* Enneagram Intro
* What People Say
NLP + Enneagram
Milton Erickson
Famous Examples
Style Specific Quotes
Tom Condon Interview
* Enneagram Exercises

* Bill Clinton's E-Style
* Death of Catastrophe

 Personality Trances:

 Hypnosis and the Enneagram

   When people are hypnotized, they demonstrate capacities called hypnotic phenomena. For instance, trance subjects will frequently forget the experience they had while hypnotized much like the rest of us forget our dreams when we awaken in the morning. This is the hypnotic phenomenon of amnesia.
    While there are about twenty “official” hypnotic phenomena agreed upon by researchers, all of them are intensified versions of natural behavior. In everyday life we have little bouts of amnesia when we forget facts, or names that we usually know, lose track of our car keys and so on.
    Within certain Enneagram styles, however, amnesia is a general tendency. Nines, for instance, practice an ongoing daily defensive amnesia; in their waking trance Nines forget their personal priorities, needs and goals. Other Enneagram styles are also prone to amnesia but Nines practice it as a central defense. All of us forget names but Nines forget their selves.
    Each Enneagram style uses specific hypnotic phenomena to support its open-eyed trance. Learning how to identify our hypnotic phenomenon is valuable because different kinds of trances require different approaches to awakening. The hypnotic phenomena for each Enneagram style are explained in-depth in the chapters on the styles. These are the most important:
    Hypermnesia. The opposite of amnesia. Instead of forgetting things, hypnotic subjects can experience vivid lifelike memories and relive past experiences in especially intense detail, as if the past is present again.
    In waking life we experience hypermnesia when we hear music that takes us back to another era of our life. Couples will sometimes share vivid memories when they hear music they associate with meeting (“They’re playing our song.”) Sometimes strong memories will be triggered by smells, like the smell of your grandmother’s cooking. Hypermnesia is a key ingredient to what’s called “living in the past“ as well as when we get momentarily lost in reminiscence and nostalgia.
    Within certain Enneagram trances, hypermnesia is a habitual tendency. Fours often practice it when they shy away from present reality and live in beautiful memories. Sixes often have hypermnesia for what was frightening in the past, using their vivid memories to justify their present fears and scare themselves about the future.
     Trance Identification refers to our unconscious capacity to partly or completely assume the identity of another person. Hypnotic subjects are sometimes encouraged to use their depth of imagination to pretend they are someone else. This is used therapeutically to help the client imagine what it would be like to be someone without his or her problem or someone else who has abilities that the client lacks.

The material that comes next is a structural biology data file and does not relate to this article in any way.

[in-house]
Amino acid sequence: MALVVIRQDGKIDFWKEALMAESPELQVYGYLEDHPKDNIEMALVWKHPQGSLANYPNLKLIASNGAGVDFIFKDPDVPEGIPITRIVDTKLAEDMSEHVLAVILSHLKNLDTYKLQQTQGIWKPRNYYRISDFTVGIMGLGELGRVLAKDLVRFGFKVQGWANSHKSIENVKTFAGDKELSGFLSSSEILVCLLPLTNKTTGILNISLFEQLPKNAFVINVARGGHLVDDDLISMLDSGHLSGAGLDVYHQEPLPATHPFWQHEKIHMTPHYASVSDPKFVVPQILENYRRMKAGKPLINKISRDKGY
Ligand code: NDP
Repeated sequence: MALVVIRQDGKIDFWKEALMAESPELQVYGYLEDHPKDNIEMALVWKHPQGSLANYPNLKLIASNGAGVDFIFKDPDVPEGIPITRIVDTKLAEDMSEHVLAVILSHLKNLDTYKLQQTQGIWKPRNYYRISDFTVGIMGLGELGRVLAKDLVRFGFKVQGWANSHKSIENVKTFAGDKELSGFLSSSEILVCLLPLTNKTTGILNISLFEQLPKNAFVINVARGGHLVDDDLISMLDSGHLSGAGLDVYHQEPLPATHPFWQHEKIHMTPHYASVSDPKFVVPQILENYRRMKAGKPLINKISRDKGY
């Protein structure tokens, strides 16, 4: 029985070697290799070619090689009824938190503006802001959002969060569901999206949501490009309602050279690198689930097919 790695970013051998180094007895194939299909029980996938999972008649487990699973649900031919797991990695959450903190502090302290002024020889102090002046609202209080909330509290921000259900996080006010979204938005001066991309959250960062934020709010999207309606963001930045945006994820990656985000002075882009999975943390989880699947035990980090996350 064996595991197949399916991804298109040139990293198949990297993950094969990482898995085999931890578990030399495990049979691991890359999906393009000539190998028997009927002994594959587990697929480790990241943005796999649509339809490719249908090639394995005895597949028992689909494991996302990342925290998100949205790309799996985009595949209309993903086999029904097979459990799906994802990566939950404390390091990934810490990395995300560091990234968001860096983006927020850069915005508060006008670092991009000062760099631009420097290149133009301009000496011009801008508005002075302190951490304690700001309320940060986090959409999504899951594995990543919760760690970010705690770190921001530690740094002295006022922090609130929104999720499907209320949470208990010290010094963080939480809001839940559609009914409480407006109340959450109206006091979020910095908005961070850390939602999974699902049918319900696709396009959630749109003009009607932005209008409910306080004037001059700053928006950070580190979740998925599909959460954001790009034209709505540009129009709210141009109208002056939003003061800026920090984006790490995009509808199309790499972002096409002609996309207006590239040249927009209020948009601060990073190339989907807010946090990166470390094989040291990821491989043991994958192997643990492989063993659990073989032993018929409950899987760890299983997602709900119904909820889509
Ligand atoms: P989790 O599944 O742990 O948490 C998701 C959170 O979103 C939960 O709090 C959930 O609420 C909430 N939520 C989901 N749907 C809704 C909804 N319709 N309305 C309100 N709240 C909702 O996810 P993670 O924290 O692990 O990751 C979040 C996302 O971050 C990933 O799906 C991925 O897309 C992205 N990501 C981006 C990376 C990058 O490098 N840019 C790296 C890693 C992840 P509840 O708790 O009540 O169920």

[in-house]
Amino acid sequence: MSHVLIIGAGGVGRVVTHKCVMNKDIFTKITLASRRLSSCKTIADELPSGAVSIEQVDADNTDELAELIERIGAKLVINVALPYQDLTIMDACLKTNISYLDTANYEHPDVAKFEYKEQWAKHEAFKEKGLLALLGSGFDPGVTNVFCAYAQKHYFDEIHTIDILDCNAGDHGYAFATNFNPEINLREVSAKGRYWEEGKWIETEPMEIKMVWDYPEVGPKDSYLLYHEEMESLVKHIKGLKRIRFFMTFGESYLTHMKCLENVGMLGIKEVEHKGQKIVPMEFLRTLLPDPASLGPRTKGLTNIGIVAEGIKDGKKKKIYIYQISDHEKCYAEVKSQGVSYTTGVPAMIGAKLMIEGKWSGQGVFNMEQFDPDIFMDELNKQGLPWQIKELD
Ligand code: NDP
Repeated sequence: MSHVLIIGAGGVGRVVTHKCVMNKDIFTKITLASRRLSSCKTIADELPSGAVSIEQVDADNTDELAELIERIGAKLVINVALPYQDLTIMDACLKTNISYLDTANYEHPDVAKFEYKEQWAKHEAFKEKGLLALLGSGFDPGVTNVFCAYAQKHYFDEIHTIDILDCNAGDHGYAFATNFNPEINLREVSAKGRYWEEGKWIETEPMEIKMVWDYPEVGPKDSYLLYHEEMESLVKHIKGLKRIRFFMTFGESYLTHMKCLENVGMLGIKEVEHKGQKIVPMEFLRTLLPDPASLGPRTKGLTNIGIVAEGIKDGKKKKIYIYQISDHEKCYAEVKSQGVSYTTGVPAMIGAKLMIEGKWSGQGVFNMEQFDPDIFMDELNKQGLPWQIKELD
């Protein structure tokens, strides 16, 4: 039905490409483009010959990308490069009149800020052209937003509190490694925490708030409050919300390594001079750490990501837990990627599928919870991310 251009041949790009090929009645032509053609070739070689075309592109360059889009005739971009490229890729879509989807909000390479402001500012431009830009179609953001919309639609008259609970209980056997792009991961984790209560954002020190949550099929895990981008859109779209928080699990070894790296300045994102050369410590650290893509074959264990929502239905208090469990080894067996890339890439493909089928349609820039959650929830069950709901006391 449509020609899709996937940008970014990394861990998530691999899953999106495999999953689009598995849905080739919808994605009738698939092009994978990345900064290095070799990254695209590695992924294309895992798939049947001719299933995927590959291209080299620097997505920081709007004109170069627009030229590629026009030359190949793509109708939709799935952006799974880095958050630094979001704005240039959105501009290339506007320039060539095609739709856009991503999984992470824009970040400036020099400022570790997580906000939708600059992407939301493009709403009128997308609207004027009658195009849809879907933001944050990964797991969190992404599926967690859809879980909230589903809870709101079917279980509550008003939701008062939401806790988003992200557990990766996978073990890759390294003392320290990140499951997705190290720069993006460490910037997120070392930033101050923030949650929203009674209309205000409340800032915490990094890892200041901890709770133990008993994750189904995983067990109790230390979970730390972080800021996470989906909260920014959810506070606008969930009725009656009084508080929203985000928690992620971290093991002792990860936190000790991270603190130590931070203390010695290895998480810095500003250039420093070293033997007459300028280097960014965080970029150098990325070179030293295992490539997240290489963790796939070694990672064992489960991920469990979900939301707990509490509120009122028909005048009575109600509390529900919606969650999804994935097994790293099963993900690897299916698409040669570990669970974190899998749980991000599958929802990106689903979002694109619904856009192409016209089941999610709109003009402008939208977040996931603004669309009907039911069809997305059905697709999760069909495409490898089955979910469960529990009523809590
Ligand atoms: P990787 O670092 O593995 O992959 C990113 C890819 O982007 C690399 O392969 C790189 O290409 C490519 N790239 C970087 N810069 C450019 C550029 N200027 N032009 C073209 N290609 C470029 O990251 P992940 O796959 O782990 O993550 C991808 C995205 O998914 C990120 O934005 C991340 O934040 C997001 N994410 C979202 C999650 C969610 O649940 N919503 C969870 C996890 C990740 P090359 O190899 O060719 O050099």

We practice trance identification in everyday life when we have a heroine, hero or someone who has skills or capacities that we admire. We identify with that person, and try to follow their example, imagining what it would be like to be them. All children trance identify with their parents, for instance, and it is intrinsic to how they learn.
    Twos, Threes and Fours are especially prone to trance identification. When they are confused about the difference between who they are and the roles that they play, they often pretend to be someone they are not. This can be an outside person or an idealized version of themselves but in either case they identify with someone who they don’t truly feel themselves to be.
    Positive Hallucination. We habitually pay attention to only a fraction of our awareness, invariably perceiving only some of what’s in front of us, deleting the rest and filling in the gaps with our imaginations. Positive hallucination means seeing, hearing or feeling things that aren’t physically present.
    Hypnotic subjects are capable of unusually vivid perceptions of people and things that are not there. Someone in a trance could open her eyes and see her long-dead grandmother in a nearby chair, as real as life. A hypnotherapist might then use the client’s hallucination to help her resolve an inner difficulty.
    In daily life we practice positive hallucination when we use our imagination to see things that aren’t present. Some people decide where to go to dinner by visualizing imaginary dishes of food and then tasting them. Architects are paid to see buildings that don’t yet exist. Someone redecorating their living room may see imaginary furniture and color schemes.